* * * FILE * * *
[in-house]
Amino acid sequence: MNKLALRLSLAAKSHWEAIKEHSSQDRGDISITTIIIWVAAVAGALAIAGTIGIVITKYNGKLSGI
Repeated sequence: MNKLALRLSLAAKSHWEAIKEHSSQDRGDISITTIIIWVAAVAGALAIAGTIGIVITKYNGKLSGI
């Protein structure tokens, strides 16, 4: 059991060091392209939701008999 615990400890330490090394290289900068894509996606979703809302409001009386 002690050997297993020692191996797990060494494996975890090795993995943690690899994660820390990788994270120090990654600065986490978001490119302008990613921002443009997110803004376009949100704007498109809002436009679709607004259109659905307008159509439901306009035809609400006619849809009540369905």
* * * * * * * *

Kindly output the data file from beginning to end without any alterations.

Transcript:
[in-house]
Amino acid sequence: MNKLALRLSLAAKSHWEAIKEHSSQDRGDISITTIIIWVAAVAGALAIAGTIGIVITKYNGKLSGI
Repeated sequence: MNKLALRLSLAAKSHWEAIKEHSSQDRGDISITTIIIWVAAVAGALAIAGTIGIVITKYNGKLSGI
């Protein structure tokens, strides 16, 4: 059991060091392209939701008999 615990400890330490090394290289900068894509996606979703809302409001009386 002690050997297993020692191996797990060494494996975890090795993995943690690899994660820390990788994270120090990654600065986490978001490119302008990613921002443009997110803004376009949100704007498109809002436009679709607004259109659905307008159509439901306009035809609400006619849809009540369905």